Namo amitabha Buddhaya, y'all.
This here's a religious establishment. Act respectable.

Monday, April 21, 2008

I'm gonna talk about the polygamous thing again.

Playing on the iPod: William Eaton and Friends, "Far East Mid West"
Meters swum today: 1700

So skip this if it's boring. An Idaho TV Station is running a short but telling story about the four hundred plus kids seized from the ranch in Eldorado. In it, a guy calling himself "Rulan" says that "the sect members are reconsidering whether girls under 18 should be having sex with adult men." Um, how convenient. It's not like that's against the law in most states or anything. What's next, a divine revelation from "The Prophet" that "because his people have been unfaithful, God will no longer allow girls under 18 to marry"? Don't laugh. When Utah's statehood application was being held hostage by Congress back in the 1860s, "The Prophet" (I forget who it was then) conveniently had a "revelation" that God had ordered "his people" to abandon polygamy. Which they did, on the surface at least. In practice it continues to this day, and not just in isolated communities of multiple women and children. See this book by Deborah Laake. Mormon men can be divorced and remarried multiple times and not lose their status in the community. A divorced woman, on the other hand, is automatically suspect.

Look, I think the whole having more than one wife thing is just weirder than weird (I can barely keep up with one wife), but hey, if everyone's a consenting adult, I'm not gonna argue. A lot of good Muslims have more than one wife and as long as they are able to support them, it's not an issue. Gay couples live together around here in the States (gasp! I'm one of them!) and I actually know a couple that was once a group of four; her, her female sweetie, her female sweetie's husband and the husband's female slave. Weird? Yes, absolutely. But. We have split families and blended families and all types of families. Again, as long as everybody involved is a consenting adult, I don't have a problem with it.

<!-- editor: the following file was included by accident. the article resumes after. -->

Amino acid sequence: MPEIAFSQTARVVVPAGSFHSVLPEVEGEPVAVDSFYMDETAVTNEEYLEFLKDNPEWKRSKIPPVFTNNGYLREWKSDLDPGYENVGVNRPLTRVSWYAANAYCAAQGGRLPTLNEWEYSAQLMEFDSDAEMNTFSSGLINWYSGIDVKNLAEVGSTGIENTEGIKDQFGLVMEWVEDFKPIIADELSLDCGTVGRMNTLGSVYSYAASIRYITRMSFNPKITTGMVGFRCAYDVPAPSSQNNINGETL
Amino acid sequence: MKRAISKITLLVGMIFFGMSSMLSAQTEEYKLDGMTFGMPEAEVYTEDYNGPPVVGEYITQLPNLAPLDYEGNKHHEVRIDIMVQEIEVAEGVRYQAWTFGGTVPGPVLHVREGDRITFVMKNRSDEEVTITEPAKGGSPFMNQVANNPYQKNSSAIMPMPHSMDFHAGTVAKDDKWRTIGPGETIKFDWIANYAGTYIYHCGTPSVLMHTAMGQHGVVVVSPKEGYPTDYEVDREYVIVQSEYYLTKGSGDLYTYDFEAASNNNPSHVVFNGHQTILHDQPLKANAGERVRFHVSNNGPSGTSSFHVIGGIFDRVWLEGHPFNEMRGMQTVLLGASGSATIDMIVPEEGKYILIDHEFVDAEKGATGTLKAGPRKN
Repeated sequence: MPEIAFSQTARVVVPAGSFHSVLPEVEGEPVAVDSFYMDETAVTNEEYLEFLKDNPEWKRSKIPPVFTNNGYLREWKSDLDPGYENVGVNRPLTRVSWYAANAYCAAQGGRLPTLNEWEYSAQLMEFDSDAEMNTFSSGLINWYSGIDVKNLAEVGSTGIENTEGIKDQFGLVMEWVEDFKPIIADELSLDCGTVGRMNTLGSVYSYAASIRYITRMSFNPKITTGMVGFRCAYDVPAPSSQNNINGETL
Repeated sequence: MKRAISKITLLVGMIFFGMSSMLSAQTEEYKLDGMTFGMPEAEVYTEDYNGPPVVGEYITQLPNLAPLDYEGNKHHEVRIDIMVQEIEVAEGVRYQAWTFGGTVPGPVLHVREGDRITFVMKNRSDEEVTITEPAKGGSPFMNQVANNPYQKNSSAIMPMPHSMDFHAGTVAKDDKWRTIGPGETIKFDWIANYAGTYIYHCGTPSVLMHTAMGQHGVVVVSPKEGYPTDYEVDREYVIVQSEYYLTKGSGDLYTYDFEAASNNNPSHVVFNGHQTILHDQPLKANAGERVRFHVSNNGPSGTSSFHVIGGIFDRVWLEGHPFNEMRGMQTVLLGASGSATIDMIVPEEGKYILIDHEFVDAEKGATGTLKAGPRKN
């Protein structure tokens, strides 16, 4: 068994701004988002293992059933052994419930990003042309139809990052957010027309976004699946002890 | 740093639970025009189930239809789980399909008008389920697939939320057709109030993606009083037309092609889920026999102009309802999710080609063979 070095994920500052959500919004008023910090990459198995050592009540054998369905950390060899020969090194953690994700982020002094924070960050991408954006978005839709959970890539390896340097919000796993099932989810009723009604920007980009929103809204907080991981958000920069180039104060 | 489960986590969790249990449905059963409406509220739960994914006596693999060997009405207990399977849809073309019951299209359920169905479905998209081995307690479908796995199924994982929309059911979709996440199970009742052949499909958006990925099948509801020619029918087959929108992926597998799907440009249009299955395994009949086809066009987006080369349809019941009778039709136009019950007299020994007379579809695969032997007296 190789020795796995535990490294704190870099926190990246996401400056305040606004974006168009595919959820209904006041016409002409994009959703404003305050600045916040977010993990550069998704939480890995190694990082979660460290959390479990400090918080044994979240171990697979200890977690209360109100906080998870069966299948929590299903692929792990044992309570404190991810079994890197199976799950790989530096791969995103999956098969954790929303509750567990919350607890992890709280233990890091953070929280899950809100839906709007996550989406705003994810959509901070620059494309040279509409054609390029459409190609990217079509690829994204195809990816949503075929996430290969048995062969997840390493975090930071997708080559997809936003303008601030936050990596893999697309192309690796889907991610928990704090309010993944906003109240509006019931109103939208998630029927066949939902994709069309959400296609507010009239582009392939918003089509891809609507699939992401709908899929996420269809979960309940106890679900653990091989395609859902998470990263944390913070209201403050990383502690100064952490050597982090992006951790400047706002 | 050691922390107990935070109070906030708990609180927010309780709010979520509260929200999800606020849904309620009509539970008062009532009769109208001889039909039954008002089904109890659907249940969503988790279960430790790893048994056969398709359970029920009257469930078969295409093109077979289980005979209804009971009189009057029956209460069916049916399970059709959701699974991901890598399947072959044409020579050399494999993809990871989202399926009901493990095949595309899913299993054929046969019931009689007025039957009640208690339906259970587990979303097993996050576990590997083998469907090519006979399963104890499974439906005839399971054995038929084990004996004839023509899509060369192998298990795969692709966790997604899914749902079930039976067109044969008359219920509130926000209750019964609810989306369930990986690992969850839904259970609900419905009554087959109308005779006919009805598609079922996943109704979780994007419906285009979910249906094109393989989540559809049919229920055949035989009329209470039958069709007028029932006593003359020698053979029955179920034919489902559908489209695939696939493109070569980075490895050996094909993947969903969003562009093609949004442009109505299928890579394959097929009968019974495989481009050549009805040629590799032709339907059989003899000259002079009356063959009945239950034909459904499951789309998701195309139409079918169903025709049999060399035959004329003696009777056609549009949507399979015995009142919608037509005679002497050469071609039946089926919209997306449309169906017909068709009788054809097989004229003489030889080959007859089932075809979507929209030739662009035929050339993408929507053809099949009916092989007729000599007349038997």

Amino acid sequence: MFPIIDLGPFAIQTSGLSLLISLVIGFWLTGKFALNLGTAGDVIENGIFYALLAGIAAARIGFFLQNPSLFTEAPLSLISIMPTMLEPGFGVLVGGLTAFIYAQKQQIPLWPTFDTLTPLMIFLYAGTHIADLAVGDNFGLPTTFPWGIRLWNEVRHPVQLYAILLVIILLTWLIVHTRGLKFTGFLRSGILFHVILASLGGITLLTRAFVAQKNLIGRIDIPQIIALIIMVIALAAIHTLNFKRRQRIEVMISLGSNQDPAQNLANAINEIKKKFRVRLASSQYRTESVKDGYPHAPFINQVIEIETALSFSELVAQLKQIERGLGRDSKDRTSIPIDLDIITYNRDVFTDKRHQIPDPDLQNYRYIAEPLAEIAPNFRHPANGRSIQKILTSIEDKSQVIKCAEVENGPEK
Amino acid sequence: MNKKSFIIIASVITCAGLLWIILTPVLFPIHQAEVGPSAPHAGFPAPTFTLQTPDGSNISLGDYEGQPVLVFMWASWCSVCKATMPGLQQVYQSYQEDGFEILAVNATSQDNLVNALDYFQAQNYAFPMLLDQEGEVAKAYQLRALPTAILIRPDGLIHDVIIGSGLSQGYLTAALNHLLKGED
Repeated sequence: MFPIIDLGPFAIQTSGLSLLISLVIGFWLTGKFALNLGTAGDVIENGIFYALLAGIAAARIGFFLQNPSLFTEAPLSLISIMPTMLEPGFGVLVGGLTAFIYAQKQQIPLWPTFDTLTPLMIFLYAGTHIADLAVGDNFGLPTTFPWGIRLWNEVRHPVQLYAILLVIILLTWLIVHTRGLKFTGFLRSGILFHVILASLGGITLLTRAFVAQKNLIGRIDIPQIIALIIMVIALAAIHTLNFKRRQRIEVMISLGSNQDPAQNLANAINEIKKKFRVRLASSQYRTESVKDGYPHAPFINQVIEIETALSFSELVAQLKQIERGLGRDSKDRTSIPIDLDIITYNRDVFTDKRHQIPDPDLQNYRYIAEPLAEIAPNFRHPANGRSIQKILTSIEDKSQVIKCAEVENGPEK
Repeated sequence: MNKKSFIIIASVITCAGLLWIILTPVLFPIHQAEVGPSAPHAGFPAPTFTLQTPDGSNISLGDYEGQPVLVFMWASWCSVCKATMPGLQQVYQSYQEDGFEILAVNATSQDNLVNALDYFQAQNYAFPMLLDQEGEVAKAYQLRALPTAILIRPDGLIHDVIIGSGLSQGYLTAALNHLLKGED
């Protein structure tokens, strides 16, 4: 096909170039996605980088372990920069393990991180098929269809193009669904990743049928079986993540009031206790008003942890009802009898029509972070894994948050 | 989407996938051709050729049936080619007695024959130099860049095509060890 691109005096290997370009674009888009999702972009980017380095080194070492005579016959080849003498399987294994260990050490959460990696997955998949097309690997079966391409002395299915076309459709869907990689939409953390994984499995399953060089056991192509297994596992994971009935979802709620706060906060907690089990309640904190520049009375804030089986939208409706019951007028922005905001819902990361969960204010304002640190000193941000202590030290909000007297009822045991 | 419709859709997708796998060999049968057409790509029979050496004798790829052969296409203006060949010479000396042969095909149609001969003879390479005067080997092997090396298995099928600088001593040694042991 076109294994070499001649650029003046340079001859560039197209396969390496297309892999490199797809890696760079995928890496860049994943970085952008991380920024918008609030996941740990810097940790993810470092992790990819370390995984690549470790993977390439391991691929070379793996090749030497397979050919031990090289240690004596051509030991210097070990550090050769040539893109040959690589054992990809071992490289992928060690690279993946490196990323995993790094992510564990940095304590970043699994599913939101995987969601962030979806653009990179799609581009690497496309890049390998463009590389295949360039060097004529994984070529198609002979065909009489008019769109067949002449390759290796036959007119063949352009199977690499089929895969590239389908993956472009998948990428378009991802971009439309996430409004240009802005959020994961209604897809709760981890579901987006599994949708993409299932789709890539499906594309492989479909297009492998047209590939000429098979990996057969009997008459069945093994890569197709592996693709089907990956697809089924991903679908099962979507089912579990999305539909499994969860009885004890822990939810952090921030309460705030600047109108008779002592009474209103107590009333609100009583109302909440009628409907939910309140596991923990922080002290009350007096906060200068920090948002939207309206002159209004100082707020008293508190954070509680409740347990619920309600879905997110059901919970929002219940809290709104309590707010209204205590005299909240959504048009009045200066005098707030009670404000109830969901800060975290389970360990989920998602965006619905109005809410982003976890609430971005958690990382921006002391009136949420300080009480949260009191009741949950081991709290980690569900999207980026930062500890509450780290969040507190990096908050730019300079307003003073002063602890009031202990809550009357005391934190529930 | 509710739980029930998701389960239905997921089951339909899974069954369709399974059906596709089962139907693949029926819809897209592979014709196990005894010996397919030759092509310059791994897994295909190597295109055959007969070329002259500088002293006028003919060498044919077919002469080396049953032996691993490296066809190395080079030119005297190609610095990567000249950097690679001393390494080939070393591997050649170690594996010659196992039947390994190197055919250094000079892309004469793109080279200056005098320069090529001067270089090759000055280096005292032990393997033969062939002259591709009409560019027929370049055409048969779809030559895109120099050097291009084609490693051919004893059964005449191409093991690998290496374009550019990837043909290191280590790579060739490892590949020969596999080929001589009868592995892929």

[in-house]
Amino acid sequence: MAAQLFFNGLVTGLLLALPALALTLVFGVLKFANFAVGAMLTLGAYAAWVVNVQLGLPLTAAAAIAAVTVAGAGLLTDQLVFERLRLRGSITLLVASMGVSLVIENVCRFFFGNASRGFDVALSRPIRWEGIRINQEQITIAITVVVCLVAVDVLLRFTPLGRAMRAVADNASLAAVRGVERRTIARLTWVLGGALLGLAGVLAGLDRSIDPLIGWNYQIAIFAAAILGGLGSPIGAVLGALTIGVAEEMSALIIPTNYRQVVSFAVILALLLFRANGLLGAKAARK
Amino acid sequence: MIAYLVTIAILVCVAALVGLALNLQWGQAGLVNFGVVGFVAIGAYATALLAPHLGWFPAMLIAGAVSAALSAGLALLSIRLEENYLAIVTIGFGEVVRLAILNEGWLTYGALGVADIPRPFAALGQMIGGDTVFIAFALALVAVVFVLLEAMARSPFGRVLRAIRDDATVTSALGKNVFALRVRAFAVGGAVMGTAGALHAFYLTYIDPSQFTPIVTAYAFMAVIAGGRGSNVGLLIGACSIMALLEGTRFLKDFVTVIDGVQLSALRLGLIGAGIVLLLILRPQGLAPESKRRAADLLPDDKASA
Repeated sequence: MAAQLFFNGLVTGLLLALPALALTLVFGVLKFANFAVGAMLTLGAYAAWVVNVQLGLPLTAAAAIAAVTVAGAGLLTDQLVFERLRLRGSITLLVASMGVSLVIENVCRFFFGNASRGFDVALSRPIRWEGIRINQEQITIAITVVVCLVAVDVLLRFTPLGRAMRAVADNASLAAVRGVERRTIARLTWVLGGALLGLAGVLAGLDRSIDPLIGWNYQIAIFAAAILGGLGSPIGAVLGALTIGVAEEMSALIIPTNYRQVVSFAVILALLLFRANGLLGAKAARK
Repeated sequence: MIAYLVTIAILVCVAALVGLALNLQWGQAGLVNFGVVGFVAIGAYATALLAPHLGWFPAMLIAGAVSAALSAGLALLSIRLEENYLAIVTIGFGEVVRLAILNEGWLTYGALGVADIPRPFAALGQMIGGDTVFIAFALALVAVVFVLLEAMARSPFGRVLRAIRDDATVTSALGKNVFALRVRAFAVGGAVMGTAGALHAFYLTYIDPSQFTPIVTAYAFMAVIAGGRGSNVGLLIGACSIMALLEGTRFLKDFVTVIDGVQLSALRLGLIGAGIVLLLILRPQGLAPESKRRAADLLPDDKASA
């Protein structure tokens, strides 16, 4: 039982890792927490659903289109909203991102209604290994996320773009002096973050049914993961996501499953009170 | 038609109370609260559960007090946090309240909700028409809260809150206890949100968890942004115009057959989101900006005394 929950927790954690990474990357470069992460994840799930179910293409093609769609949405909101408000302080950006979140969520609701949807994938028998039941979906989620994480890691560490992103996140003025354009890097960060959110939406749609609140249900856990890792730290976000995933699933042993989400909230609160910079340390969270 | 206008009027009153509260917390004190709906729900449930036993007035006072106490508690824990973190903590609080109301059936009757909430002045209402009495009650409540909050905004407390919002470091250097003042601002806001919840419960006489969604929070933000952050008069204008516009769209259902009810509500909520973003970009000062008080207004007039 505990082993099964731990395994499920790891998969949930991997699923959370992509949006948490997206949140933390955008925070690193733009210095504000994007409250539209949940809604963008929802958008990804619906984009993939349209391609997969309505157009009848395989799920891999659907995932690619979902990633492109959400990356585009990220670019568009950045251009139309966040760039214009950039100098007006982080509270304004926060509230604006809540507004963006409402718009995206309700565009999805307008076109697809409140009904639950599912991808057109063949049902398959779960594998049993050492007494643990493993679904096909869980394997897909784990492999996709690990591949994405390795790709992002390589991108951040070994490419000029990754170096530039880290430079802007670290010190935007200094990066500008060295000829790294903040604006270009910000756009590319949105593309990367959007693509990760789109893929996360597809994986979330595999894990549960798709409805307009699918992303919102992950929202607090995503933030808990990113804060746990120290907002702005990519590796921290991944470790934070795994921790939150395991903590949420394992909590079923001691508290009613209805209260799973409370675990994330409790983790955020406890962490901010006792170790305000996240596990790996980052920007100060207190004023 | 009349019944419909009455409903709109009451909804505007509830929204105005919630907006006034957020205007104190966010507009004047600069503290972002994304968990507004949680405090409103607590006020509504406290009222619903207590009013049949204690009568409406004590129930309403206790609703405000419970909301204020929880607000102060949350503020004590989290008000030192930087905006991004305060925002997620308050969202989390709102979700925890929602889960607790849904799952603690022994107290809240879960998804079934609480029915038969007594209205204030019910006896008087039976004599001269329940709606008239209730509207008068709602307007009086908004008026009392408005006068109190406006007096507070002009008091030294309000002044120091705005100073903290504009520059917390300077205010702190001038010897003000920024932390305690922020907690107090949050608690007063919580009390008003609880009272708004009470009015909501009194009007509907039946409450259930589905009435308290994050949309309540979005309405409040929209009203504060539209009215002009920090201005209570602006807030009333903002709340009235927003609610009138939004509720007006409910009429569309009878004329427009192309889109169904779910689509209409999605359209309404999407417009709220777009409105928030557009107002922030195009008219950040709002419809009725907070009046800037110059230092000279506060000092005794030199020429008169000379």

In case anybody's wondering, polygamy in the history of the Mormon church actually started out as a thing of near-necessity. By the time the LDS got to Utah, they'd been burned out of their homes about five times by their good Christian neighbors in New York, Missouri, Illinois, and two other places that escape me at the moment. Lots of the men had been killed in the violence. The church members tended to have large families, and there were scads of widows and orphans around. Somebody had to support them and they weren't supposed to remarry outside the faith. The obvious solution? Marry somebody else's husband. A lot of tribal societies where men were frequently killed off in hunts, wars or other kinds of violence had similar practices (and some still do). The idea is to take care of your own. Unfortunately, in this case some of the men seemed to have gotten a taste for the multiple wife thing (Joseph Smith was said to be a bit of a pervert who preferred young girls, and some records show he had over a hundred wives; Brigham Young, another somewhat less than stellar historical figure, had twenty-four.) When everybody was farming and lots of bodies were needed just to get all the work done, having this many people in a single household made sense. It kind of doesn't anymore.

As economic necessity may have started polygamy, it may also end it. Many of the polygamous wives are on some kind of public assistance, as they're unwed mothers, legally speaking. Crack down on that and the church has lost much of its income. It's already lost the land it supposedly owned in the Short Creek community, which, under allegations of fraud, has been taken over by the state of Utah. If the men in these relationships had to actually generate enough income to support all those wives and kids, the polygamous lifestyle would probably die out all by itself.

DNA testing is underway out Eldorado way to find out what kids belong to what mom and dad. Can state actions to collect child support be far behind?

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